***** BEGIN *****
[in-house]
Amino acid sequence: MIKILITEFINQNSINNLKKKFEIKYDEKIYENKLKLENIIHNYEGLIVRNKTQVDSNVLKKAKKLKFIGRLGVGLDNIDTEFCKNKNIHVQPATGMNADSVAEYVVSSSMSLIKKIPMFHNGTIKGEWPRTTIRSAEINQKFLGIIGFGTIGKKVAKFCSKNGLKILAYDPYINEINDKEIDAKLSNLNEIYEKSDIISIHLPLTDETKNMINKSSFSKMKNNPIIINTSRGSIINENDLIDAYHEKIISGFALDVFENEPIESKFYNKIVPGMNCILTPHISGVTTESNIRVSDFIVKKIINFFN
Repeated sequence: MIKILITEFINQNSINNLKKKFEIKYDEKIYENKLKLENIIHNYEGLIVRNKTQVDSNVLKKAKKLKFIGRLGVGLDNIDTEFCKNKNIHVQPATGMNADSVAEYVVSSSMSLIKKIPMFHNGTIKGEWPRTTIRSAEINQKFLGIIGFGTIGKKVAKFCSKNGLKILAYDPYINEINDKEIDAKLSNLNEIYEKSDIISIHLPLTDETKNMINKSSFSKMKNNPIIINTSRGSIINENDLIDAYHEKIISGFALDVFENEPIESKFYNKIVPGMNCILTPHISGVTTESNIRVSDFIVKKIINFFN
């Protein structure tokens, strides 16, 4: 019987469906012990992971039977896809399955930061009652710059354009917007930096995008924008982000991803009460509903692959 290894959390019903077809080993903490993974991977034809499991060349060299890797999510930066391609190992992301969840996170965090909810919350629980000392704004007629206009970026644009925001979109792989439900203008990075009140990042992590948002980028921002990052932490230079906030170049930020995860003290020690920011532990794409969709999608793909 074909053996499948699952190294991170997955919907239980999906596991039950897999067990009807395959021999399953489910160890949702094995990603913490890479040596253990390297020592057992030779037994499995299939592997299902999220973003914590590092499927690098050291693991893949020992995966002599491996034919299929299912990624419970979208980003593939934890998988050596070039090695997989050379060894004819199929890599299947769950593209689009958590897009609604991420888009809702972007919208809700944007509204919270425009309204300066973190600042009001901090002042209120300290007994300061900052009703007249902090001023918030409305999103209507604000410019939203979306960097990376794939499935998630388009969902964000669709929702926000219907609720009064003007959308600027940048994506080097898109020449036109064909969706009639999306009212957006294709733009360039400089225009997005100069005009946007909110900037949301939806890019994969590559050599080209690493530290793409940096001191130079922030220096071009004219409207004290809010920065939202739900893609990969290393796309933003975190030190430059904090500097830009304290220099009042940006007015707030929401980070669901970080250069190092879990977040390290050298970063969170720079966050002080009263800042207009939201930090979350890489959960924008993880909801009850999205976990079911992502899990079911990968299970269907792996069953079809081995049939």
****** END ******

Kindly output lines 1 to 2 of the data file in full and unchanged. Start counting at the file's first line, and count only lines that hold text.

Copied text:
[in-house]
Amino acid sequence: MIKILITEFINQNSINNLKKKFEIKYDEKIYENKLKLENIIHNYEGLIVRNKTQVDSNVLKKAKKLKFIGRLGVGLDNIDTEFCKNKNIHVQPATGMNADSVAEYVVSSSMSLIKKIPMFHNGTIKGEWPRTTIRSAEINQKFLGIIGFGTIGKKVAKFCSKNGLKILAYDPYINEINDKEIDAKLSNLNEIYEKSDIISIHLPLTDETKNMINKSSFSKMKNNPIIINTSRGSIINENDLIDAYHEKIISGFALDVFENEPIESKFYNKIVPGMNCILTPHISGVTTESNIRVSDFIVKKIINFFN